Thanks to enthusiastic buyers at the 2000 American Film Market, Martin Scorsese was finally able to begin filming Gangs of New York, a project that had been germinating for nearly 30 years. Based on Herbert Asbury’s 1927 book The Gangs of New York: An Informal History of the Underworld, the film, with its detailed re-creations of 19th century Manhattan, follows an Irish immigrant, played by Leonardo DiCaprio, who confronts his father’s murderer, the ruthless gang leader Bill the Butcher, portrayed by Daniel Day-Lewis.
With a screenplay by Time magazine film critic Jay Cocks — which would eventually be reworked by Steven Zaillian and Kenneth Lonergan — the project was originally announced in 1977, but at the time Scorsese instead opted to direct 1980’s Raging Bull. Over the years, as budget estimates rose from $30 million to around $100 million, the project drifted from Universal to Disney. Unable to secure a green light, Scorsese also offered it to Warners, and other studios, which all turned it down. Finally, Miramax Films’ Harvey Weinstein stepped forward in 1999.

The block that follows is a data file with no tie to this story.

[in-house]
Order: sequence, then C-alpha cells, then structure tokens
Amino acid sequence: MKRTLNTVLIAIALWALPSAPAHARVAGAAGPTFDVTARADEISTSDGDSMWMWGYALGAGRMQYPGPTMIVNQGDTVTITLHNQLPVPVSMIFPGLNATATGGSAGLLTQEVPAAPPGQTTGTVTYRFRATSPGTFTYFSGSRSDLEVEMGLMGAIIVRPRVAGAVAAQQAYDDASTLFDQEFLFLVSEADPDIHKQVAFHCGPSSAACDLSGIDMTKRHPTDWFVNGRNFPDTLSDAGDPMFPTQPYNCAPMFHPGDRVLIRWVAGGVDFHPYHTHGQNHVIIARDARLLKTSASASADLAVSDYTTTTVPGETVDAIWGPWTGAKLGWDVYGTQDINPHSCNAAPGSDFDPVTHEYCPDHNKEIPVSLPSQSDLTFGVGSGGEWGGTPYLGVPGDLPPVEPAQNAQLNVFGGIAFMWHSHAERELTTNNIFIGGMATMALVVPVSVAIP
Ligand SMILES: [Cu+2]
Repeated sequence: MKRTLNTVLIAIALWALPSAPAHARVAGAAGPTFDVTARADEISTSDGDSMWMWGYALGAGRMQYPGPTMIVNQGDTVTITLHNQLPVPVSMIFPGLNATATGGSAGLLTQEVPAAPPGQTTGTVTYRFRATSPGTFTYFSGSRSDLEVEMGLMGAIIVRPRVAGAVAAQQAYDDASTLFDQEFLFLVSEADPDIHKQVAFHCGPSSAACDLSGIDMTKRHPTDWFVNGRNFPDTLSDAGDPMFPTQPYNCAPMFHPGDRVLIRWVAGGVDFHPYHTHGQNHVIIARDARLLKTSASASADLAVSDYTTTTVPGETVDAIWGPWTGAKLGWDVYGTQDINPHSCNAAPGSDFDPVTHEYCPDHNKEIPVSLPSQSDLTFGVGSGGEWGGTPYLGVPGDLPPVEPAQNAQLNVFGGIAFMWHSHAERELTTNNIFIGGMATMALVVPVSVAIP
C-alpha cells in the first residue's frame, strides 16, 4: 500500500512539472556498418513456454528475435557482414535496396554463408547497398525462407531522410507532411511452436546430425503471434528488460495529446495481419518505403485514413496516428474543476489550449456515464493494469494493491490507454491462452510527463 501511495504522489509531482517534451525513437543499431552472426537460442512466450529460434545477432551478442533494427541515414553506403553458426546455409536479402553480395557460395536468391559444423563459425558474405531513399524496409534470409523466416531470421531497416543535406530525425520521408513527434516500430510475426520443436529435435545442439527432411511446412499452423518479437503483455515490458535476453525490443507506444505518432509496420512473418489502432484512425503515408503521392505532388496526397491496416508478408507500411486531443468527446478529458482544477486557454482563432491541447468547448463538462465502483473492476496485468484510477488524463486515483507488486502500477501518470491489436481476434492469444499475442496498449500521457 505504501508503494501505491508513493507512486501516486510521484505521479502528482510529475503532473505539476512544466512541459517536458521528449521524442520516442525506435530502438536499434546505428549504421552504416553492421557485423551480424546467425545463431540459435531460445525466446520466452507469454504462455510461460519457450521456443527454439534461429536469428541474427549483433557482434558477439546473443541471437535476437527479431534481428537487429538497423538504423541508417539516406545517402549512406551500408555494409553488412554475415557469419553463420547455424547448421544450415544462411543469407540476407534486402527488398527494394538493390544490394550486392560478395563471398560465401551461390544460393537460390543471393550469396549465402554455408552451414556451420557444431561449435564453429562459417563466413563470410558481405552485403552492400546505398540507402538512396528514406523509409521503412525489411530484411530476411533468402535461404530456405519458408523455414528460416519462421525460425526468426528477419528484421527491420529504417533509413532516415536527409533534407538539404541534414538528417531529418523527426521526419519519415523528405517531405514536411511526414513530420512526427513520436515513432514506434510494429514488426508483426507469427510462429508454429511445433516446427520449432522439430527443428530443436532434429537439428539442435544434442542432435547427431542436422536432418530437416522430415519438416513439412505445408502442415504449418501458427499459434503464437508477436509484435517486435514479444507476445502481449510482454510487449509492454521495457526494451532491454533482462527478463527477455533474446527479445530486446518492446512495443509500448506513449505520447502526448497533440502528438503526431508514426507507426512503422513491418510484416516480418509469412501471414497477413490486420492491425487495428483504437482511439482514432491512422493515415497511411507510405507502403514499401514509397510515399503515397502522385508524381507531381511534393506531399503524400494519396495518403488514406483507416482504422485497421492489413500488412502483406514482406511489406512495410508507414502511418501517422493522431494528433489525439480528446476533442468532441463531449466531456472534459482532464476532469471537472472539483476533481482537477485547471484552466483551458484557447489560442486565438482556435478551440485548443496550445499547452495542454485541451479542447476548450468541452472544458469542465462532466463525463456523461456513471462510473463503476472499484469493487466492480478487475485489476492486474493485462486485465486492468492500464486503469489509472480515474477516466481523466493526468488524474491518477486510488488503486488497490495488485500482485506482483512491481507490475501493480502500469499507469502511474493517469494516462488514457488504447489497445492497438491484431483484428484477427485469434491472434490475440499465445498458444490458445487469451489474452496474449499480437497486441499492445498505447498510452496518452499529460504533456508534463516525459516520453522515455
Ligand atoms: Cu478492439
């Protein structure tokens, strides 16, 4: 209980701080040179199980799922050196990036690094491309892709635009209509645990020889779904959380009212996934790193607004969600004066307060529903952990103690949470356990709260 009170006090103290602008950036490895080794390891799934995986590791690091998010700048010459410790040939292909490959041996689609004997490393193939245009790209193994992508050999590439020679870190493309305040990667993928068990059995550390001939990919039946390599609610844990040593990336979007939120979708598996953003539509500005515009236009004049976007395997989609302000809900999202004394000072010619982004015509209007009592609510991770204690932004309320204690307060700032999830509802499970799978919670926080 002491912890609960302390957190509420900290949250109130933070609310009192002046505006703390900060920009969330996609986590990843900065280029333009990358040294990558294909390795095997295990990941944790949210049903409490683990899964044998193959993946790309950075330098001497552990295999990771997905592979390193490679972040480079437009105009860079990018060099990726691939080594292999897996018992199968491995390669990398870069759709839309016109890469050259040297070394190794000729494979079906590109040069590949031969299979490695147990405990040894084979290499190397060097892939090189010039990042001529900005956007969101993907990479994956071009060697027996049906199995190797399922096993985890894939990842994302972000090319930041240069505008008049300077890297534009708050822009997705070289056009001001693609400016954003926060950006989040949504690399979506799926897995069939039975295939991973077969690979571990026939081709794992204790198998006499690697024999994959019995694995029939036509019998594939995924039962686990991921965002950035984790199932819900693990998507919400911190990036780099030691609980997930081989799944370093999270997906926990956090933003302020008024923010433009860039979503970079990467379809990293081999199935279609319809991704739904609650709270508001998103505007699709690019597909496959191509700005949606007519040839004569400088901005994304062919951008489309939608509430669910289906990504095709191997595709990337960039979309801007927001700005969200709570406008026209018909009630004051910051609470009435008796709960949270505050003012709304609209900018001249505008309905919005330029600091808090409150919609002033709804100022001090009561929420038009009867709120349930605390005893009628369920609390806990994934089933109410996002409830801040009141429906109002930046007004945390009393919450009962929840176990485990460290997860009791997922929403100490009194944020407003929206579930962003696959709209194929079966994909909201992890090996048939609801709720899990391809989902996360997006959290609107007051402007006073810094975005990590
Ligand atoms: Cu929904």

But Weinstein needed a financial partner, so he sold foreign rights to the film for $65 million to Graham King, chairman of overseas distribution company Initial Entertainment Group. Sales were brisk: For example, the Japan rights went for $18 million, while the price tag in Italy was $7 million, and IEG was reportedly in the black even before the movie was released. As King told the Los Angeles Times when 20 minutes of the film was previewed at the Cannes Film Festival, “For me to bring [these distributors] a Leonardo DiCaprio picture is huge, because Leo only goes through studios. For us, we wanted to be in the big boys’ game, and this was a way to start.” He added, “It was like a circus. … The Koreans, the Swedish, the Malaysians are coming over to me, ‘Do you really have Leo’?”
Gangs would mark the first of six films that DiCaprio would make with Scorsese, culminating in the current Killers of the Flower Moon. Having shot on elaborate sets built at Cinecittà Studios in Rome, the film finally opened after a yearlong delay in late December 2002, grossing $77.8 million domestically and $193.7 million worldwide.
This story originally appeared on HollywoodReporter